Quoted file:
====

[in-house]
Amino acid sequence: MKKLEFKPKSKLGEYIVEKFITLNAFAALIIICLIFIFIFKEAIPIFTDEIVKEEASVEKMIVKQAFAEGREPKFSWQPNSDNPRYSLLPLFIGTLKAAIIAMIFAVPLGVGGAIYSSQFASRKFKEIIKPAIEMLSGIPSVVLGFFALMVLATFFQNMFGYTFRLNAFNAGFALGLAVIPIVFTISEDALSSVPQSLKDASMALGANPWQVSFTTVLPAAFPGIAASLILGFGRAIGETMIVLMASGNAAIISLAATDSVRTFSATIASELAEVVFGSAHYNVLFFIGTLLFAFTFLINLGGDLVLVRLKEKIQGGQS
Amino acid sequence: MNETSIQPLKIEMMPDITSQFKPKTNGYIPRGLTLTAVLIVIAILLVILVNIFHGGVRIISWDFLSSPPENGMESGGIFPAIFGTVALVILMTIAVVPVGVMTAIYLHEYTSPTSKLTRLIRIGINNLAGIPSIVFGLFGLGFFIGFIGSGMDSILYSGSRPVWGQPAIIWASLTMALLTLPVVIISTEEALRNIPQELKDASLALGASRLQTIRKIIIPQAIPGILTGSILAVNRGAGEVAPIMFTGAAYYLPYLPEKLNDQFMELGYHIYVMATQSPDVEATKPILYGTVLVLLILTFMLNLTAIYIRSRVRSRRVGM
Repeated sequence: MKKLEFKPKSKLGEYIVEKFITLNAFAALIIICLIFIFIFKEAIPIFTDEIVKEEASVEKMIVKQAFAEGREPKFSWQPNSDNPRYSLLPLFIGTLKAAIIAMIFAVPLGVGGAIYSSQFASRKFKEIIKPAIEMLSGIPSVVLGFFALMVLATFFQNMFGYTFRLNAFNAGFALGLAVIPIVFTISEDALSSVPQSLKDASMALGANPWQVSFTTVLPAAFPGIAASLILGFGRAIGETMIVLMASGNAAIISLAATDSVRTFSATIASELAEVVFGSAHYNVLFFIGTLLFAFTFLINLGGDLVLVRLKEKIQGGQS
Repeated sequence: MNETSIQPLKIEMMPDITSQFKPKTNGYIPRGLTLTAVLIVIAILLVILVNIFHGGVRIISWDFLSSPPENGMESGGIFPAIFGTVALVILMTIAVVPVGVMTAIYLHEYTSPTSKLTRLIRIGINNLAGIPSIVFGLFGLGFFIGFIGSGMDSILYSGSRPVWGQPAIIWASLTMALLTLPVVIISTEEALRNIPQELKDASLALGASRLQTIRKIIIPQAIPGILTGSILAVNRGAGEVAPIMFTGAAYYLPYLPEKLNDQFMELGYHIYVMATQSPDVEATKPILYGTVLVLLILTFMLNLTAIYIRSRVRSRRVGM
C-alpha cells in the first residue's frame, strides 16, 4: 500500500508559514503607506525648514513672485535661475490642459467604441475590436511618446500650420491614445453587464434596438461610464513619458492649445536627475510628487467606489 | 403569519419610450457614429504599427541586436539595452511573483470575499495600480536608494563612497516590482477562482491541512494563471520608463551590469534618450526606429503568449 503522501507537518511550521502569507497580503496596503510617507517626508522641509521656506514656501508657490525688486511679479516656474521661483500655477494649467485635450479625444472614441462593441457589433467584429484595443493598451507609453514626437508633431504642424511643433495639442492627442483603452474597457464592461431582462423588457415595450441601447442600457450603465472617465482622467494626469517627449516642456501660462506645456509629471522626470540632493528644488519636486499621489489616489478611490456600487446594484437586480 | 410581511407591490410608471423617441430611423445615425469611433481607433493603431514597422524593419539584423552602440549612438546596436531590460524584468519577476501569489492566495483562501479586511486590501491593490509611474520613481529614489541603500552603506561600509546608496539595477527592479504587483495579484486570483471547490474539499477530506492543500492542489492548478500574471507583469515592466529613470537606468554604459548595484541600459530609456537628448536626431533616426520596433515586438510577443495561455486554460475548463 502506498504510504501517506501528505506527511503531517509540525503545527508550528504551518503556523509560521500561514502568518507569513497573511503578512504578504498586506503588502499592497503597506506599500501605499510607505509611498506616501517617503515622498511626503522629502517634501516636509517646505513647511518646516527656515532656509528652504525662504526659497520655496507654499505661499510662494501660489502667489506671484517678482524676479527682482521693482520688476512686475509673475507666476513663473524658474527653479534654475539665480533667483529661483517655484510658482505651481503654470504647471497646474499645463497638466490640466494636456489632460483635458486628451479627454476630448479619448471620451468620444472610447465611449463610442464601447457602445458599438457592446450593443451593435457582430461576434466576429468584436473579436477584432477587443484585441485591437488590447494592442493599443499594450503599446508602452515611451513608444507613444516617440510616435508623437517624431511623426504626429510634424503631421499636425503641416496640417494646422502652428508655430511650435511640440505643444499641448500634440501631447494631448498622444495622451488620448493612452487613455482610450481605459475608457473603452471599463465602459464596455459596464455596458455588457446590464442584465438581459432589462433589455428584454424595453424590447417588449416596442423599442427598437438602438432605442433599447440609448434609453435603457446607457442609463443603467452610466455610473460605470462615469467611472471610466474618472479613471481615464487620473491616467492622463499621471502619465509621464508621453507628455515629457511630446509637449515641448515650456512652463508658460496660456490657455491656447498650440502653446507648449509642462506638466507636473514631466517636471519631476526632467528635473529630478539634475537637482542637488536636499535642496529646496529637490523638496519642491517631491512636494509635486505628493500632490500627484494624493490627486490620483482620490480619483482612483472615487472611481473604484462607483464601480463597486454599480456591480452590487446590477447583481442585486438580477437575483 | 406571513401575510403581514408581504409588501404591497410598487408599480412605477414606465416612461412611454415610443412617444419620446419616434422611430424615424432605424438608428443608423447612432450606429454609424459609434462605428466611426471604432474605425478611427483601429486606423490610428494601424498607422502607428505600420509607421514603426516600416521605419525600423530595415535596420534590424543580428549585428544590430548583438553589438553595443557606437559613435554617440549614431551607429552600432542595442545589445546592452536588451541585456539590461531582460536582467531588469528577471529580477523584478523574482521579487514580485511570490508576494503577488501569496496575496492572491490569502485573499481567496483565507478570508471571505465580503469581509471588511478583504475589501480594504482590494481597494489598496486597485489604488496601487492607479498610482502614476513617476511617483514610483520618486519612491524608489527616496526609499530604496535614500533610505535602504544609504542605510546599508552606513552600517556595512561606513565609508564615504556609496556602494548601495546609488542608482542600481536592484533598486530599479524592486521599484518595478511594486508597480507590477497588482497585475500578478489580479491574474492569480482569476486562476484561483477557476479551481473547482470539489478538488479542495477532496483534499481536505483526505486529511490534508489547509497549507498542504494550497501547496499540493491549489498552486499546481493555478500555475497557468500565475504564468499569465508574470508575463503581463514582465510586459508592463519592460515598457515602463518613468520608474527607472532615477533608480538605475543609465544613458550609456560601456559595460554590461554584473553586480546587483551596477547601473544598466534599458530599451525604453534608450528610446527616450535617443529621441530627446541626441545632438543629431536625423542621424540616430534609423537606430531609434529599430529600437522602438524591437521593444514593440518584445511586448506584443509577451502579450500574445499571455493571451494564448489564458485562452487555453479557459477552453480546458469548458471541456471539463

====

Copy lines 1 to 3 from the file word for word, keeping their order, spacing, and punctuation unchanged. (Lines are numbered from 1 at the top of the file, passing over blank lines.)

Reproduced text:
[in-house]
Amino acid sequence: MKKLEFKPKSKLGEYIVEKFITLNAFAALIIICLIFIFIFKEAIPIFTDEIVKEEASVEKMIVKQAFAEGREPKFSWQPNSDNPRYSLLPLFIGTLKAAIIAMIFAVPLGVGGAIYSSQFASRKFKEIIKPAIEMLSGIPSVVLGFFALMVLATFFQNMFGYTFRLNAFNAGFALGLAVIPIVFTISEDALSSVPQSLKDASMALGANPWQVSFTTVLPAAFPGIAASLILGFGRAIGETMIVLMASGNAAIISLAATDSVRTFSATIASELAEVVFGSAHYNVLFFIGTLLFAFTFLINLGGDLVLVRLKEKIQGGQS
Amino acid sequence: MNETSIQPLKIEMMPDITSQFKPKTNGYIPRGLTLTAVLIVIAILLVILVNIFHGGVRIISWDFLSSPPENGMESGGIFPAIFGTVALVILMTIAVVPVGVMTAIYLHEYTSPTSKLTRLIRIGINNLAGIPSIVFGLFGLGFFIGFIGSGMDSILYSGSRPVWGQPAIIWASLTMALLTLPVVIISTEEALRNIPQELKDASLALGASRLQTIRKIIIPQAIPGILTGSILAVNRGAGEVAPIMFTGAAYYLPYLPEKLNDQFMELGYHIYVMATQSPDVEATKPILYGTVLVLLILTFMLNLTAIYIRSRVRSRRVGM